Advantages No risk product with a reasonable chance of decent returns
Disadvantages It is not as good as it seems at first glance
National Savings & Investment Guaranteed Equity Bond
It sounds too good to be true. so, how good is it Really?
Basically, the UK government. This has the advantage of being considered to be free of the risk of going under, unlike a bank, adding an extra layer of security to your money! National Savings are the UK's second largest savings institution, only Halifax looks after more of the country's money.
£2,000 is the minimum investment. £1m is the maximum, although this is doubled for joint holdings. Strangely, neither Mrs Daveops or myself is going to be troubled by the upper limit.
No. This is a 5 year investment maturing in june 2008. the only way you can get to the money within that term is to die! You cannot add to a bond during its term, although you are allowed to hold up to 5.
No. All gains made are subject to UK Income Tax. In other words, the gains made will all be liable for tax in the 2008/9 tax year. This can have its advantages. if you think that you will pay a lower rate of income tax in 2008/9 than you do now (eg retirement, planned career break or family etc) this can be an excellent way of deferring the tax bill. There will, however, be 5 Budget's between now and then for Chancellors to change tax rules and blast any prudent planning on your part to smithereens! If you anticipate returning to the workplace or moving up a tax bracket in the 5 year period, you could get stung for a higher tax bill! Interestingly, the interest will be paid gross (without tax deducted) and you will need to declare the income on your tax return. the gains are treated purely as income and are not subject to capital gains tax. gains made from "real" dealing in stocks and shares are subject to capital gains tax. it may well prove more tax efficicent to realise a capital gain in 2008/9 rather than get a big income tax bill. You need to know your own circumstances and trust the government to know for sure!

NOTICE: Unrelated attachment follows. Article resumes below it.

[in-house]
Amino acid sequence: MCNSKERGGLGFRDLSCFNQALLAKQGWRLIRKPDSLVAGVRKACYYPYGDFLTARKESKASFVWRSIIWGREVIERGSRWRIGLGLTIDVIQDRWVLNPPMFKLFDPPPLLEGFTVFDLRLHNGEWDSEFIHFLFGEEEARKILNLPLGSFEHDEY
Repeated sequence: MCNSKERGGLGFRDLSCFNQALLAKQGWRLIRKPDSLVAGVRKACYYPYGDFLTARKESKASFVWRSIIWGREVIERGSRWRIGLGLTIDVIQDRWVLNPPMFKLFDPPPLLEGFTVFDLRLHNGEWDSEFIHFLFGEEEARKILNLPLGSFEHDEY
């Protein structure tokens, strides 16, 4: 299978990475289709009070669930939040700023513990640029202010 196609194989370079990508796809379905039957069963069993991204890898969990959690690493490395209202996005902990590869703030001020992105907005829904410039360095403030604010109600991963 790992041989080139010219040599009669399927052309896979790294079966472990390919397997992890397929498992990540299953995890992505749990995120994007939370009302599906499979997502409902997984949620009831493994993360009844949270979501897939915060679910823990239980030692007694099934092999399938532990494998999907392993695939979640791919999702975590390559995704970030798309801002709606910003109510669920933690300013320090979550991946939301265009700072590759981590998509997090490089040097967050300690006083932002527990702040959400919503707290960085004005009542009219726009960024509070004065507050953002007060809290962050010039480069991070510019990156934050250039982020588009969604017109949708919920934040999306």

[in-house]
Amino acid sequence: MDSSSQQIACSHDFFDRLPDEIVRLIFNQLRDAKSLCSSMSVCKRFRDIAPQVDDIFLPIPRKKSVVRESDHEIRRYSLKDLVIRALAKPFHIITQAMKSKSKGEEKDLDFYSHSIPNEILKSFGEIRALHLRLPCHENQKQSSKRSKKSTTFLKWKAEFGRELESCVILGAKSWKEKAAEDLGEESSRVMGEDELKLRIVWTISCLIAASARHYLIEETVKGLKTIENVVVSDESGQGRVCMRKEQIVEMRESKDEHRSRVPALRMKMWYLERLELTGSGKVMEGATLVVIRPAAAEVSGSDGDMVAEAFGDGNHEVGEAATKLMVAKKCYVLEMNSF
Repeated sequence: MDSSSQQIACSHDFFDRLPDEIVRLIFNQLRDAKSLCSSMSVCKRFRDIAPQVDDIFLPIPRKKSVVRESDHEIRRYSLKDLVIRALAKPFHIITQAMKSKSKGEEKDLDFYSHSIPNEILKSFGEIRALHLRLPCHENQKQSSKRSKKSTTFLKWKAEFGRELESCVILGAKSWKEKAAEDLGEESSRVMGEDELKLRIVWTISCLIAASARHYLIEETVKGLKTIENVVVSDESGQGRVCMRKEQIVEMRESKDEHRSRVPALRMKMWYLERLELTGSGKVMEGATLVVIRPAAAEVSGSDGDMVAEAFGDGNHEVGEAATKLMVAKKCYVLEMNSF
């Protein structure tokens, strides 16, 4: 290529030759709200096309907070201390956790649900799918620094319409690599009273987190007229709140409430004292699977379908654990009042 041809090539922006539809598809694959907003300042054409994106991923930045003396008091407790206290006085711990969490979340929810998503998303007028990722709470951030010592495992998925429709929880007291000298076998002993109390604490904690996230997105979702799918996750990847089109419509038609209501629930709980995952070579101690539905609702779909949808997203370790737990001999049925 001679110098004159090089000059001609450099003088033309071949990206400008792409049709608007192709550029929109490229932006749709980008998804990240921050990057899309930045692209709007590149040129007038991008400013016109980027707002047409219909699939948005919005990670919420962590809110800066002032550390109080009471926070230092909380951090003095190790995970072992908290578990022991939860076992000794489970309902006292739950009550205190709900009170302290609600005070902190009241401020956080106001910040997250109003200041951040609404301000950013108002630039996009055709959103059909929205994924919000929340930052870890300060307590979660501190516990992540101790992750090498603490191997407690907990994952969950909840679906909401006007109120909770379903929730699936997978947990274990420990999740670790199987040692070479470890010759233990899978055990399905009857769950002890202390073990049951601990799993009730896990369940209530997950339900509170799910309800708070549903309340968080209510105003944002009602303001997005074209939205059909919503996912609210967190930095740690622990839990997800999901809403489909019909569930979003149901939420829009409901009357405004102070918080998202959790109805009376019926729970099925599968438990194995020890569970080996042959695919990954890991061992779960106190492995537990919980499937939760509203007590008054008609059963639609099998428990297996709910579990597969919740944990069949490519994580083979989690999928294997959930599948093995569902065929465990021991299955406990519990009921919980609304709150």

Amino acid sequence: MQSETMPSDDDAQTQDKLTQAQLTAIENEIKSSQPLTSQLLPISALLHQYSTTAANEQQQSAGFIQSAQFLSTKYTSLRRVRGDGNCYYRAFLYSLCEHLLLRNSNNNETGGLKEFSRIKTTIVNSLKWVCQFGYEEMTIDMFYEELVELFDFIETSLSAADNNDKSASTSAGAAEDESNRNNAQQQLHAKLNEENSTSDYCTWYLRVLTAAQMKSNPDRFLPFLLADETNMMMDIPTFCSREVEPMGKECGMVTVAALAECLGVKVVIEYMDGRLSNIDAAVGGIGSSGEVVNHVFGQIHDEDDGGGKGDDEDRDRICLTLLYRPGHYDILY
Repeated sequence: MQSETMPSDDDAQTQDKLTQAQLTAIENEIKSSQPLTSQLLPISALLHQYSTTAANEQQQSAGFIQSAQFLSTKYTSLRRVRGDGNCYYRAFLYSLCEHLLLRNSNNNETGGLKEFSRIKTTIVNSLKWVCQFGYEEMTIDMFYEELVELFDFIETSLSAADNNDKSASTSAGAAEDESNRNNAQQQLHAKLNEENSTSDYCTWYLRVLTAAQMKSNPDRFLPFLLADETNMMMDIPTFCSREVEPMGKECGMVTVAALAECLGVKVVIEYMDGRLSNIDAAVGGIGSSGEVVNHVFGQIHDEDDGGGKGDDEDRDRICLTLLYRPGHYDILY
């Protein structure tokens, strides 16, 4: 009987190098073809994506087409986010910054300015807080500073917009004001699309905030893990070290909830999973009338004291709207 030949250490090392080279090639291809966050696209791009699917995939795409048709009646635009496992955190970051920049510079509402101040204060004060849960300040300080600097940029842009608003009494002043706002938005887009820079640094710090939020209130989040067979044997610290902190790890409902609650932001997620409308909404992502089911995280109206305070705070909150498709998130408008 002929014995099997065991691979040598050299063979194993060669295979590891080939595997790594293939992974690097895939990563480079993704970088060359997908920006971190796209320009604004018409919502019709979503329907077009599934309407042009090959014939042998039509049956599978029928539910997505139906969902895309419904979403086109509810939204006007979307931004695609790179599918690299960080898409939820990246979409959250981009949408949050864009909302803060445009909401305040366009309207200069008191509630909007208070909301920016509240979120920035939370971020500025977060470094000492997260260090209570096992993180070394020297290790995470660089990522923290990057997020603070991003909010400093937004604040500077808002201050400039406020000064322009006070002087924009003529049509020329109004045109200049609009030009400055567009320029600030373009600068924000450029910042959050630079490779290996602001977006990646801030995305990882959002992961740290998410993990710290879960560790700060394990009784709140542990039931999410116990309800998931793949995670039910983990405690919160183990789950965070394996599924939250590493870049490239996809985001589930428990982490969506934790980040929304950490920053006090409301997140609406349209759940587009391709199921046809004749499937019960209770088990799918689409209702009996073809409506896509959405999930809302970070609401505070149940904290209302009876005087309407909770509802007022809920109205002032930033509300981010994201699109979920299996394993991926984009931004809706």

Not directly. but you can take out a bond in trust for a minor. Seek professional advice regarding the taxation of income for a minor after checking out the rules in www.inlandrevenue.gov.uk.
First of all, the investment runs from 17th June 2003. If you invest prior to this date, you will earn 3.25% pa (gross taxable) on your money up to 16th June 2003. The full amount is then invested.Secondly, you cannot lose capital. While the return on this bond is linked directly to the FTSE100 index, if the FTSE should fall, you will get back your initial investment. Remember, if you had chosen to invest in a normal bank savings account, you would have earned interest. In this scenario, you have risked the interest you would have earned for no gain.
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